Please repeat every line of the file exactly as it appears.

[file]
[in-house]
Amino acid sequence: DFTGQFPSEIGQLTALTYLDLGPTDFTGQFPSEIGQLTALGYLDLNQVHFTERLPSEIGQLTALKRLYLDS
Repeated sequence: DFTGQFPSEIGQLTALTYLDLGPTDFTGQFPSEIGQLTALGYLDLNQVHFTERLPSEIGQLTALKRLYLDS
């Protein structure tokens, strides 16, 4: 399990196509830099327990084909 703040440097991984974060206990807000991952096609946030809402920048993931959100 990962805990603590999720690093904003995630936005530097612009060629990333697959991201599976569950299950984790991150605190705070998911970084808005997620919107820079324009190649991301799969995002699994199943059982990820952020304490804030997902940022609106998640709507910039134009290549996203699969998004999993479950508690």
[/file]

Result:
[in-house]
Amino acid sequence: DFTGQFPSEIGQLTALTYLDLGPTDFTGQFPSEIGQLTALGYLDLNQVHFTERLPSEIGQLTALKRLYLDS
Repeated sequence: DFTGQFPSEIGQLTALTYLDLGPTDFTGQFPSEIGQLTALGYLDLNQVHFTERLPSEIGQLTALKRLYLDS
């Protein structure tokens, strides 16, 4: 399990196509830099327990084909 703040440097991984974060206990807000991952096609946030809402920048993931959100 990962805990603590999720690093904003995630936005530097612009060629990333697959991201599976569950299950984790991150605190705070998911970084808005997620919107820079324009190649991301799969995002699994199943059982990820952020304490804030997902940022609106998640709507910039134009290549996203699969998004999993479950508690």